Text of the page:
Tiny houses may be trendy, but park model houses are more ideal for learning! Over the past two and a half school years, our Geometry in Construction (GIC) students have been working to build a park model home from the ground up. This past August, the house was finally completed and loaded up to go meet its new home.
What’s the difference between park model and tiny? A tiny house is a house up to 250 sq. ft. and a park model house is a 400 sq. ft. home. Unlike a tiny house, the park model home had a full bathroom, kitchen and bedroom. The house the students worked on was 13 ft. wide by 40 ft long. It was built on a flatbed trailer from Vertical Works in Elk Creek, Wisconsin and the students created the layouts, built and shieved walls, doors, windows, ceiling, etc. Basically whatever is needed to build a house, our students did it!
Geometry in Construction teacher, Brian Collier, assisted in the house building process over the two and a half year time span.
“This was the first time Ridgewood has ever done a project like this. You know the first time you do anything there’s going to be growing pains,” said Collier.
Since this was the first time doing this project, it took longer than anticipated. In the future, they want to speed up the project to make it a year long. However, because it took longer, more students had the opportunity to work on the house. Over the time span approximately 90-100 students (each class had 34/35 students) got to assist on building the house.
Students would start off by practicing skills in the workshop. They would do smaller projects, such as practice making walls on mock then they would go and execute the skills on the actual house. The teachers would also bring in trade professionals, like electricians and carpenters, to teach the students different trades.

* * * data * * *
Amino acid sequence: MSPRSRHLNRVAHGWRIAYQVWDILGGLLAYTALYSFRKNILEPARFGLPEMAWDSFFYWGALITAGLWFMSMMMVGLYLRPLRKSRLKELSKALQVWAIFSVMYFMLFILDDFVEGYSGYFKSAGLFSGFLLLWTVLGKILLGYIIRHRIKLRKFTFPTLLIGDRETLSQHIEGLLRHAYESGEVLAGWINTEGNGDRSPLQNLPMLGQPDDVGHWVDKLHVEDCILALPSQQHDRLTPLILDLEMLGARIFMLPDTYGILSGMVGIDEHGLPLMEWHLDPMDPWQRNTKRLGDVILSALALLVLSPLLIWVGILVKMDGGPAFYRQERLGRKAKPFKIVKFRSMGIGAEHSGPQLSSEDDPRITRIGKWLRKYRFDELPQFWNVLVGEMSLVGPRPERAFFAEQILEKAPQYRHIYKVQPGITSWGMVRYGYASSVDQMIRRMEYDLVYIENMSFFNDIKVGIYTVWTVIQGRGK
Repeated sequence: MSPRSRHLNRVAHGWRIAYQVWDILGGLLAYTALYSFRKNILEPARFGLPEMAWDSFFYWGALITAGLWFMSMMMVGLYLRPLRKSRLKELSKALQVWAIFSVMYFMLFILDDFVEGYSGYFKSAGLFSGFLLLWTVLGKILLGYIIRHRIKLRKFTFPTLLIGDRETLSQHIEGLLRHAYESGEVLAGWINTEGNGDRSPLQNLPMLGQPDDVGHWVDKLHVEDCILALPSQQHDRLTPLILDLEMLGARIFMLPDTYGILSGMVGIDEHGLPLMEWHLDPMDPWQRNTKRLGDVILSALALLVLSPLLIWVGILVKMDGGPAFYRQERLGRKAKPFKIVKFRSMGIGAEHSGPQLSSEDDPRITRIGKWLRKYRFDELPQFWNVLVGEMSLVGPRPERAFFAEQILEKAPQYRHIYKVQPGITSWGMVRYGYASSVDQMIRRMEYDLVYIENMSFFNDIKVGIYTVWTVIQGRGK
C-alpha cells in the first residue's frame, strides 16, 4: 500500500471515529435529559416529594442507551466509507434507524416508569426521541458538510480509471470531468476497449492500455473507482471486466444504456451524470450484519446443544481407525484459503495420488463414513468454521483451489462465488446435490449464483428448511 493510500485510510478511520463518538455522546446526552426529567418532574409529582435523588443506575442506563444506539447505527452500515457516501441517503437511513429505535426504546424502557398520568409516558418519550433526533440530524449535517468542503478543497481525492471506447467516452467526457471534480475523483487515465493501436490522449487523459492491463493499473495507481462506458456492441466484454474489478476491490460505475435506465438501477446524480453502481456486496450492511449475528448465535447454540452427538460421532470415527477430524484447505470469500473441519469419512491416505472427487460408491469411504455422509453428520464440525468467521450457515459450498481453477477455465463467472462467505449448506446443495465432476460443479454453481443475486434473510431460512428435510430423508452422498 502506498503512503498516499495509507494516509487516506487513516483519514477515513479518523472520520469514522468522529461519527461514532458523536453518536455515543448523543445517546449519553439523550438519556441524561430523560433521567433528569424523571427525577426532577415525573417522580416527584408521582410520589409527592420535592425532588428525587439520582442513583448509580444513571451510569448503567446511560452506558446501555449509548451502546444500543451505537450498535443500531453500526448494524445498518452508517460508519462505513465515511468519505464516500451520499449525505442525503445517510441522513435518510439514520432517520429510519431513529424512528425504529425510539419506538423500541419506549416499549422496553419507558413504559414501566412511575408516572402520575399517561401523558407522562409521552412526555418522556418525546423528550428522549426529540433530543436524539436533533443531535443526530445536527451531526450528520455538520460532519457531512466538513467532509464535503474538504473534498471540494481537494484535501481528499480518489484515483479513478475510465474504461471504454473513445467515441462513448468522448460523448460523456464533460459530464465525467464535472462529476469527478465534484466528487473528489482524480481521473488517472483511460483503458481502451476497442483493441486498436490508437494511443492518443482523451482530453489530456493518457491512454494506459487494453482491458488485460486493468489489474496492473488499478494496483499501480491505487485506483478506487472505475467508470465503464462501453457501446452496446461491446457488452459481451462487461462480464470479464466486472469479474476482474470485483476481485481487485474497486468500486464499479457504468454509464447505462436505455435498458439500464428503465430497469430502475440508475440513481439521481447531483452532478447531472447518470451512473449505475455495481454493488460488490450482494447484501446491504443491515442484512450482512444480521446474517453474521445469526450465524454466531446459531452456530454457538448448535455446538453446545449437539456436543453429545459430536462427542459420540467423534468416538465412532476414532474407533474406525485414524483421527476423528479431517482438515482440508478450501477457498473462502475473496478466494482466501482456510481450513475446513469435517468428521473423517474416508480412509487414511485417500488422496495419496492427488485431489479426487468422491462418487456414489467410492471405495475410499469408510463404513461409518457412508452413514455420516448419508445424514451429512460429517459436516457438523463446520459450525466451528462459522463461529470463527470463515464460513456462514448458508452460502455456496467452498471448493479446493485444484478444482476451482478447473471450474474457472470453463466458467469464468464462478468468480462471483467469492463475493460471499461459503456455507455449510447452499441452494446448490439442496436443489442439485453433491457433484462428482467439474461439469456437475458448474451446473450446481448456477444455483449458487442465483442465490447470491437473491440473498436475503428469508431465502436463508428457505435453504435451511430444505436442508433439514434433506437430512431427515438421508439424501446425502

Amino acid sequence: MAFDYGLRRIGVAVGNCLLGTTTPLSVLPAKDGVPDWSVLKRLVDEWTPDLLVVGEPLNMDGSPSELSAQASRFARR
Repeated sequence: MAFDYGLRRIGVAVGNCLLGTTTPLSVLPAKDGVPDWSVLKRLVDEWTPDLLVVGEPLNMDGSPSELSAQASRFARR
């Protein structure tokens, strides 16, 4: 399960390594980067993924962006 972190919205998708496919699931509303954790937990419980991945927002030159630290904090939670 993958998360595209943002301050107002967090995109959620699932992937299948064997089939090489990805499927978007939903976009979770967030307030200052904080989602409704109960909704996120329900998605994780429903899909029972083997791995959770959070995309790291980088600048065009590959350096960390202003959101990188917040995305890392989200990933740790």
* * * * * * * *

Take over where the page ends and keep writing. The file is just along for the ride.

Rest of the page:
The electrician business agent for the local 134 Electricians Union came to Ridgewood to help with the electricity in the house. The electrician came in and did a small project with the students and then the next day would work with the students along-side as if they were on the job site. The electrician who came in to assist ended up leaving as the owner of the park model home. He bought it for him and his family to use as a vacation home. The house now sits on a lake at his family property in Sturgeon Bay, Wisconsin.
In the future, the teachers of GIC would like to line up a buyer for the home before committing to building the house. This way the buyer can specify the customizations for their wants and needs. This will help dictate the rest of the building needs for the house because they will know where the house will “live” once it leaves Ridgewood High School.
This was an excellent experience for the students and the teachers. It was a learning experience for all involved because this was the first time any of them had built a house. GIC does not plan to begin another house this year, but instead will work on smaller builds that will prepare them for their next park model home. The next park model home is set to be built during the 2020-2021 school year. Ridgewood students have gained valuable real world experience through GIC, that has resulted in a family actually living in the finished product!